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Sunday, April 14, 2024  
05 Shawwal 1445  

Over 300 lawyers demand SC take suo motu on judicial meddling claims

It is not first time such allegations have been raised, says letter

Over 300 lawyers have demanded the Supreme Court take suo motu notice of allegations of executive and intelligence agencies’ interference in the judiciary.

“We further call upon the Supreme Court of Pakistan to take cognizance of the matter in its jurisdiction under Article 184(3) of the Constitution as this issue eminently relates to public interest and to the enforcement of fundamental rights,” they said in a statement.

Article 184(3) of the Constitution sets out the SC’s original jurisdiction and enables it to assume jurisdiction in matters involving a question of “public importance” concerning the “enforcement of any of the fundamental rights” of Pakistan’s citizens.

The development comes after six Islamabad High Court judges — out of a total strength of eight — wrote a letter to the Supreme Judicial Council members, raising the matter of alleged attempts to pressure judges through abduction and torture of their relatives as well as secret surveillance inside their homes.

The letter was signed by judges Mohsin Akhtar Kayani, Tariq Mehmood Jahangiri, Babar Sattar, Sardar Ejaz Ishaq Khan, Arbab Muhammad Tahir and Saman Rafat Imtiaz.

The federal government has formed a one-member inquiry committee to probe the judicial meddling claims. Former chief justice of Pakistan Tassaduq Hussain Jillani would lead the committee.

It will also investigate if any official was directly involved in judicial interference and suggest action against any agency, department or state institution based on the facts unearthed.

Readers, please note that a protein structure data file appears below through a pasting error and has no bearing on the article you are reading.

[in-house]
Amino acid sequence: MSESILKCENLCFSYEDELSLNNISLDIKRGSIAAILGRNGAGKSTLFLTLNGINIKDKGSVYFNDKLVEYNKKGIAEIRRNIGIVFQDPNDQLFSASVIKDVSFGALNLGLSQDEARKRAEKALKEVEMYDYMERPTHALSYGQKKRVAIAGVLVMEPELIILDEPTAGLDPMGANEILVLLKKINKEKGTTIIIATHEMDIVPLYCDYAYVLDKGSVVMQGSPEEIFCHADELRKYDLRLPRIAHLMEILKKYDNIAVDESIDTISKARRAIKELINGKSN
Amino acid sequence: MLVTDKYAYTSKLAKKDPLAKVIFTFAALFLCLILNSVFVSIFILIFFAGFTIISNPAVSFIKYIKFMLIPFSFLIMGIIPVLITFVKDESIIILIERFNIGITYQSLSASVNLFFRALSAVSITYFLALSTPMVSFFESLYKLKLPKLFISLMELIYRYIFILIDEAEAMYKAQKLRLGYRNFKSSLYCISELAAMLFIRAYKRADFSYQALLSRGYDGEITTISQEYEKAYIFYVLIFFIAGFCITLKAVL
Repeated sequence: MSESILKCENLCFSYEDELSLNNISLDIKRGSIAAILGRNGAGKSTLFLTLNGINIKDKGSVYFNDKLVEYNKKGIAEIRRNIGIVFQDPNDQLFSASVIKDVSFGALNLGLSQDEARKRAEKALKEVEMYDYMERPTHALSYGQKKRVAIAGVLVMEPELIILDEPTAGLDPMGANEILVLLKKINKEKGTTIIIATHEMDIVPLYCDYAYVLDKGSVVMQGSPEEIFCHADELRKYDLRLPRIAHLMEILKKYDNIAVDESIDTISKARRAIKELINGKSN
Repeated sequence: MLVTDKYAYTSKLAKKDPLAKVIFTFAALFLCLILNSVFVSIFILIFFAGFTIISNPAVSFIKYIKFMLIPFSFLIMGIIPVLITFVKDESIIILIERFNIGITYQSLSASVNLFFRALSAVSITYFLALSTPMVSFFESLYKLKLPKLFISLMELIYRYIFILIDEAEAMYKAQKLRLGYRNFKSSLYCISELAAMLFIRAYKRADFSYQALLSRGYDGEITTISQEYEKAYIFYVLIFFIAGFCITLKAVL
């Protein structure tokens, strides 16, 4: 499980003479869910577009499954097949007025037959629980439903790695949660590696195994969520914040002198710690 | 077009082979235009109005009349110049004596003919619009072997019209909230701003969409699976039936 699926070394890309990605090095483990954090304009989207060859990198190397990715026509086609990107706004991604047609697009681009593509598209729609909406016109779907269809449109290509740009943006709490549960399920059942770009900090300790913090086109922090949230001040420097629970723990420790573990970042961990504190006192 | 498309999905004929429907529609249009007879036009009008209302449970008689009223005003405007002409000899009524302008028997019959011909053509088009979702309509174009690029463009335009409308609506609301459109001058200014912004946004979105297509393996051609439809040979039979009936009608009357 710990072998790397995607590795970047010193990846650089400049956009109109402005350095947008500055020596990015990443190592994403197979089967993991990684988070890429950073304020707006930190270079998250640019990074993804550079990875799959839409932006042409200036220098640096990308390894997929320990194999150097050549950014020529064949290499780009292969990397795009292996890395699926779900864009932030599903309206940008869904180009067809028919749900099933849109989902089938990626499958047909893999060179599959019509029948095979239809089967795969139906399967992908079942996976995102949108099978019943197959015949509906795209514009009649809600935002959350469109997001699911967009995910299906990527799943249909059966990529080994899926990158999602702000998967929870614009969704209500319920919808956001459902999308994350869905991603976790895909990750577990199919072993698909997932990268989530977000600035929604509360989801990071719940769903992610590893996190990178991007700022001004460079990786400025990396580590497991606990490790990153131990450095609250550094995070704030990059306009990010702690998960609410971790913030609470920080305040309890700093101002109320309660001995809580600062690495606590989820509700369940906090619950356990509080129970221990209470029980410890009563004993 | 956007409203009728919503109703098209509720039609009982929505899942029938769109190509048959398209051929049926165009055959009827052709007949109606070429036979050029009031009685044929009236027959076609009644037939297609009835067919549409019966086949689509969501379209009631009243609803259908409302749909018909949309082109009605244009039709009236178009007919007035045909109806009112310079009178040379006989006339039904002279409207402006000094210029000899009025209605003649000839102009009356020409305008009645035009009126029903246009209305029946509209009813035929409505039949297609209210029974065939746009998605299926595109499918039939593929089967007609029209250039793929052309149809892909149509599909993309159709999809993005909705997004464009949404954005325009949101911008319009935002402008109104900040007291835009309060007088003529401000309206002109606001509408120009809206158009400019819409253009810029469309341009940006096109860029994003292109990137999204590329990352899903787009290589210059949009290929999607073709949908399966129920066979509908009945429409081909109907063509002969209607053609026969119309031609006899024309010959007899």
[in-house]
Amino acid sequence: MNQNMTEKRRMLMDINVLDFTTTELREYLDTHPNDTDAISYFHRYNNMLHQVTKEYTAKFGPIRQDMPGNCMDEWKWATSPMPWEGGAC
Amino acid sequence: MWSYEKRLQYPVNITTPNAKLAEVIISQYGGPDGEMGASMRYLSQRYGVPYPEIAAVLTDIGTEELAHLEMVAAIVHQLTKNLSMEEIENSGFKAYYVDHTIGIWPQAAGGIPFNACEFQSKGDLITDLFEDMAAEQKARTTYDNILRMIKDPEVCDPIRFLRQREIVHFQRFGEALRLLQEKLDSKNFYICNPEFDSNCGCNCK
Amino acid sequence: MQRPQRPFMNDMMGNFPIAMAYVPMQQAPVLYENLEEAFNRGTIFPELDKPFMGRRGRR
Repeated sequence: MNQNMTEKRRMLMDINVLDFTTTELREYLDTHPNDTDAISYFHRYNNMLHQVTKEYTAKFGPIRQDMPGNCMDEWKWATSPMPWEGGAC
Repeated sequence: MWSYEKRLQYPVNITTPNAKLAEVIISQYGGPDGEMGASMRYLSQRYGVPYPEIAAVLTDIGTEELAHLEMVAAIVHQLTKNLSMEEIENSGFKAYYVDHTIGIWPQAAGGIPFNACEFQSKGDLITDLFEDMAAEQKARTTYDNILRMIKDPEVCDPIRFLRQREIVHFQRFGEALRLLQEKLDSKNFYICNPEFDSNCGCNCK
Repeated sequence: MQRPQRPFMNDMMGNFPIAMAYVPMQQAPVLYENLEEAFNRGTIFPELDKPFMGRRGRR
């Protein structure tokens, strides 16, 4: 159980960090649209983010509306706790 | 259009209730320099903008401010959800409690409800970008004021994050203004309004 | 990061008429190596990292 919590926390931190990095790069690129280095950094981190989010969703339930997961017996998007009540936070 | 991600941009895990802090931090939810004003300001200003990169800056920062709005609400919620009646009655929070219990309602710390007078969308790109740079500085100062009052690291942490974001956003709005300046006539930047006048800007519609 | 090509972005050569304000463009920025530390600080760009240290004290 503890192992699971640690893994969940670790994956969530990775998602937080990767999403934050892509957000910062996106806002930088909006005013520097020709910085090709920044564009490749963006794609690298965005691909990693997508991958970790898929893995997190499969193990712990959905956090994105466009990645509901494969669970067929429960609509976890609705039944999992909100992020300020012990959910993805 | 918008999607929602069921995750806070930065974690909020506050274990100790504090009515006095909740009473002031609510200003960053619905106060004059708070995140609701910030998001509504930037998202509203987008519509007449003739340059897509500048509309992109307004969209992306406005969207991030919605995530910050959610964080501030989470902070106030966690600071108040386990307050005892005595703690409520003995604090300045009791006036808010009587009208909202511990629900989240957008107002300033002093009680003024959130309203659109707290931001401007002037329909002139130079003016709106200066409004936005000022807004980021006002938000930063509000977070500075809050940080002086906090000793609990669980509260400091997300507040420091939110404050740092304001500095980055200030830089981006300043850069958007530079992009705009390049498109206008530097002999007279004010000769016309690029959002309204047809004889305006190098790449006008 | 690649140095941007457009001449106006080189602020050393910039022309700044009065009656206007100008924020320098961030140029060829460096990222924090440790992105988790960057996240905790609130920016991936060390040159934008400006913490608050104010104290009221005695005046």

In a statement issued by the Supreme Court on Thursday, CJP Qazi Faez Isa said that interference by the executive in the affairs and judicial workings of judges will not be tolerated.

The PTI has rejected the commission and decided to challenge Jillani’s appointment. Party’s Sher Afzal Marwat described the former CJP as a “misfit”. The former ruling party has also demanded CJP Isa and IHC CJ Aamer Farooq resign from their posts.

The full statement was also shared on the social media platform X by Imaan Mazari Hazir and Zainab Janjua.

It said that all those who had signed had issued the statement to “express our unwavering commitment and wholehearted support to the principles of rule of law, independence of judiciary and access to justice” in light of the allegations made by the IHC judges.

“We endorse the resolutions passed by the Islamabad High Court Bar Association, the Islamabad Bar Association, the Sindh High Court Bar Association, the Pakistan Bar Council, the Khyber Pakhtunkhwa Bar Council and the Balochistan Bar Council to the extent that they resolve to uphold the principle of independence of judiciary, express solidarity with the six judges of the IHC, commend their courageous action and demand appropriate action to uphold such principles,” it said.

The statement noted that it was not the first time that such allegations had been raised. It added that Justice (retired) Shaukat Aziz Siddiqui had raised “similar allegations and was consequently, unceremoniously removed from office, without following due process”.

“Accordingly, any inquiry into the matter undertaken under the purview of the federal government violates the very principles that the inquiry seeks to protect and uphold. We note that any such inquiry commission and its proceedings would be entirely wanting in credibility,” it said.

The statement urged the SJC to “lay down guidelines” and for the SC, in coordination with all the high courts, to set up “transparent institutional mechanisms so that any attempt at undermining the independence of judiciary may be reported and dealt with effectively and transparently, so that no one may cast any aspersions on the independence of the judiciary in the future”.

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